Under the deal, Grand River Aseptic Manufacturing will help package raw vaccine ingredients currently stored at an overseas facility owned by Bavarian Nordic, which makes the Jynneos vaccine. Officials said the extra capacity should help speed up U.S. vaccine orders, most of which weren’t expected to be delivered until next year. The Biden administration has faced weeks of criticism for not ordering more vaccine sooner.

Also on Thursday, health officials said next week they will boost the supply of TPOXX, a drug for treating monkey pox infections, by 50,000 treatment courses.

——

AP reporters Rebecca Santana in New Orleans and Matthew Perrone in Washington contributed to this report.

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‘Weak spot’ in virus responsible for COVID-19 could mean new treatments: researchers

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VANCOUVER — Researchers at the University of British Columbia have discovered what they are calling a “weak spot” in the virus that causes COVID-19.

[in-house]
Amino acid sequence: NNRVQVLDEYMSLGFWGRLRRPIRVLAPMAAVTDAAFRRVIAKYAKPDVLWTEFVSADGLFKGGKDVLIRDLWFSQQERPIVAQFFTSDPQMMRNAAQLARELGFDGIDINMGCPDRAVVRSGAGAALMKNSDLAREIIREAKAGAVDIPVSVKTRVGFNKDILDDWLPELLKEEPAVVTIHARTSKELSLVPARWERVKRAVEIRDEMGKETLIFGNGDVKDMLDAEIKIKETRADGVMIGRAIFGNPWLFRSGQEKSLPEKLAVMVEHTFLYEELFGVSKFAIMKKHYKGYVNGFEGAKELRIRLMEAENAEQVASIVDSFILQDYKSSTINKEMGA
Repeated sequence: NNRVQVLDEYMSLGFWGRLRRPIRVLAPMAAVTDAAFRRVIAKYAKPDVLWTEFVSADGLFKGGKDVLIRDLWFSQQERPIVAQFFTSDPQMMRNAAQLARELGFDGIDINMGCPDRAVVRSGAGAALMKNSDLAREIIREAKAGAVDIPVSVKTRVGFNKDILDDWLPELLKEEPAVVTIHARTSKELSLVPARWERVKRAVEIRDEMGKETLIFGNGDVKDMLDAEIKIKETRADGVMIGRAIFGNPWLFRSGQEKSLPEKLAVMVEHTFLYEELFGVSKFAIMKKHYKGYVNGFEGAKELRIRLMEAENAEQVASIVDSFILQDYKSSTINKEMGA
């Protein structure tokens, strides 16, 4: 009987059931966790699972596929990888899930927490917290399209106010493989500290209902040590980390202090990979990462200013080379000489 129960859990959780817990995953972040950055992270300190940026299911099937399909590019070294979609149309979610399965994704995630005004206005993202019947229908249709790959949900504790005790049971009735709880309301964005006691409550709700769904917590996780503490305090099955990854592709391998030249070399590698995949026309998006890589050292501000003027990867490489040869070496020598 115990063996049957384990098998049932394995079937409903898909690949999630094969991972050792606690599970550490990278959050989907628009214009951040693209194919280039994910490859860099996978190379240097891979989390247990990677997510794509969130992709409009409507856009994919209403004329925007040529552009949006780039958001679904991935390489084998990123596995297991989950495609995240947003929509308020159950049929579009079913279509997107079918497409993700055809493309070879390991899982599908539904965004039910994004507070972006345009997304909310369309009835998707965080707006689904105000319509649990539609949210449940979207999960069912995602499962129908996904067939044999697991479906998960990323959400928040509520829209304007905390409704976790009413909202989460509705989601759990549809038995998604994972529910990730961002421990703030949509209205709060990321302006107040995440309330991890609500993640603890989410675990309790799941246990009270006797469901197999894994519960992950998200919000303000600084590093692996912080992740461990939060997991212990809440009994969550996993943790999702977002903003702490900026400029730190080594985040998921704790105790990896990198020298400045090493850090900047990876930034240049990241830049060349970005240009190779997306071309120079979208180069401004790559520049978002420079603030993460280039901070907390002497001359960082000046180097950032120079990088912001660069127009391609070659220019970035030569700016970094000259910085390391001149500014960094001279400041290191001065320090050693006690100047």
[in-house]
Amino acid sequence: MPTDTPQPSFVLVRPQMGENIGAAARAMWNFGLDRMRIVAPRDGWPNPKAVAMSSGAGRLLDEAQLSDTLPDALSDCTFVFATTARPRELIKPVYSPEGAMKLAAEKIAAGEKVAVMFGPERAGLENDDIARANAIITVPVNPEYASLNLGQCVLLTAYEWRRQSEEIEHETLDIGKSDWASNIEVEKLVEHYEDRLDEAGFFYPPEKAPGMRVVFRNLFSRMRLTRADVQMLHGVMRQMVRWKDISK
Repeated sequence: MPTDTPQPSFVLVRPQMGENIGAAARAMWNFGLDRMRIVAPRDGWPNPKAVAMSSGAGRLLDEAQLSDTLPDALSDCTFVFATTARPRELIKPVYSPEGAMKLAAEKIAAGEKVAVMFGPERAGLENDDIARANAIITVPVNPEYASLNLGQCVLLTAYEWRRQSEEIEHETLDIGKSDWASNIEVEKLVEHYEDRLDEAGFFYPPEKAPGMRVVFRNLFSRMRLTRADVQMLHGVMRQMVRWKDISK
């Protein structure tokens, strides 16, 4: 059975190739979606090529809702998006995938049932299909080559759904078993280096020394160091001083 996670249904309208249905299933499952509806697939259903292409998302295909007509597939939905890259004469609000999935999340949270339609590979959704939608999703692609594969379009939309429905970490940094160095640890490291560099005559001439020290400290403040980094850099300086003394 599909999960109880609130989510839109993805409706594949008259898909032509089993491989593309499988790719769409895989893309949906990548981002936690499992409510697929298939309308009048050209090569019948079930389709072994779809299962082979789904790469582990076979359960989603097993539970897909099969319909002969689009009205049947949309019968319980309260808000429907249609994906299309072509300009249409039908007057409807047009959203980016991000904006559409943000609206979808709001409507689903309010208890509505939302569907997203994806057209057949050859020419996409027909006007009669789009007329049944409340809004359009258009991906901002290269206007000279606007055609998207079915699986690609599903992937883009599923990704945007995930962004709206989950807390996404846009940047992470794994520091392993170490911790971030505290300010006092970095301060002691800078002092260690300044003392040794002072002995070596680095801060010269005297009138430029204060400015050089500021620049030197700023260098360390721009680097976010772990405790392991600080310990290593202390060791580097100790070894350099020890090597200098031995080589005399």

A study published in the peer-reviewed scientific journal Nature Communications says the “key vulnerability” is found in all major variants of the SARS-CoV-2 virus.

Researchers say exploiting that weakness could pave the way for new treatments that would be effective against all strains of the illness that has killed almost 6.5-million people across the globe since it was identified more than two years ago.

The study’s senior author, Dr. Sriram Subramaniam, a professor in UBC’s faculty of medicine, says the team studied the virus at an atomic level, found the weak spot and identified an antibody fragment that can attach to it and all other variants, including the surging Omicron subvariants.

Antibodies counteract viruses by attaching like a key in a lock and are no longer effective when the virus mutates quickly, but Subramaniam says the weak spot is constant in all seven major variants of the SARS-CoV-2 virus, allowing one antibody to act as a “master key” capable of overcoming extensive mutations.

Subramaniam says the weak spot and master key identified in the study “unlock a whole new realm of treatment possibilities” that have the potential to be effective against current or future variants of the virus that causes COVID-19.

This report by The Canadian Press was first published Aug. 18, 2022.

 

The Canadian Press